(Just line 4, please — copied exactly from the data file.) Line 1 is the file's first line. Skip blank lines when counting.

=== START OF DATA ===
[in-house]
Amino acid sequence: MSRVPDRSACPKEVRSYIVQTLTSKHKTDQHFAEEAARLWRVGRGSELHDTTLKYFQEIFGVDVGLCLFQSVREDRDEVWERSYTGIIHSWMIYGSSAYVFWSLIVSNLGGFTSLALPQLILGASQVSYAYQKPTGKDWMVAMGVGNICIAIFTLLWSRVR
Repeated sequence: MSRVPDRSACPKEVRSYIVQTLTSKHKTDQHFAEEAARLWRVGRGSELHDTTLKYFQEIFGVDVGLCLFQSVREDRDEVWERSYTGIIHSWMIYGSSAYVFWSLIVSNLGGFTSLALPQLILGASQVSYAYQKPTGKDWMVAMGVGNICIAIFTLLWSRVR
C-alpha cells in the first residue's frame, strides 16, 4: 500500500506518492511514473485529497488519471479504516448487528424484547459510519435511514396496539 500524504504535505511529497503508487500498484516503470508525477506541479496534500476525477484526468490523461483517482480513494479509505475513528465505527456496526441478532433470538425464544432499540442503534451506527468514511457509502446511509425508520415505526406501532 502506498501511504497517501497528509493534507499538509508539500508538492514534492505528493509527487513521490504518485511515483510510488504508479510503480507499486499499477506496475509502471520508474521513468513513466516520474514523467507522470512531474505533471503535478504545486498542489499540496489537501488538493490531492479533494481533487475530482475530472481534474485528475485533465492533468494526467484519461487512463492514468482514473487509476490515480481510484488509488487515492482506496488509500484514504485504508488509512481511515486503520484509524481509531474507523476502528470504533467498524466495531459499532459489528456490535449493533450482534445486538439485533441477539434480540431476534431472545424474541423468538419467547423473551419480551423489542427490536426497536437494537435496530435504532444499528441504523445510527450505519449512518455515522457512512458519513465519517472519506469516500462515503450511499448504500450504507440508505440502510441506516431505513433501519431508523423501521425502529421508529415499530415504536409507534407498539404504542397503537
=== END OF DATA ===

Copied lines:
C-alpha cells in the first residue's frame, strides 16, 4: 500500500506518492511514473485529497488519471479504516448487528424484547459510519435511514396496539 500524504504535505511529497503508487500498484516503470508525477506541479496534500476525477484526468490523461483517482480513494479509505475513528465505527456496526441478532433470538425464544432499540442503534451506527468514511457509502446511509425508520415505526406501532 502506498501511504497517501497528509493534507499538509508539500508538492514534492505528493509527487513521490504518485511515483510510488504508479510503480507499486499499477506496475509502471520508474521513468513513466516520474514523467507522470512531474505533471503535478504545486498542489499540496489537501488538493490531492479533494481533487475530482475530472481534474485528475485533465492533468494526467484519461487512463492514468482514473487509476490515480481510484488509488487515492482506496488509500484514504485504508488509512481511515486503520484509524481509531474507523476502528470504533467498524466495531459499532459489528456490535449493533450482534445486538439485533441477539434480540431476534431472545424474541423468538419467547423473551419480551423489542427490536426497536437494537435496530435504532444499528441504523445510527450505519449512518455515522457512512458519513465519517472519506469516500462515503450511499448504500450504507440508505440502510441506516431505513433501519431508523423501521425502529421508529415499530415504536409507534407498539404504542397503537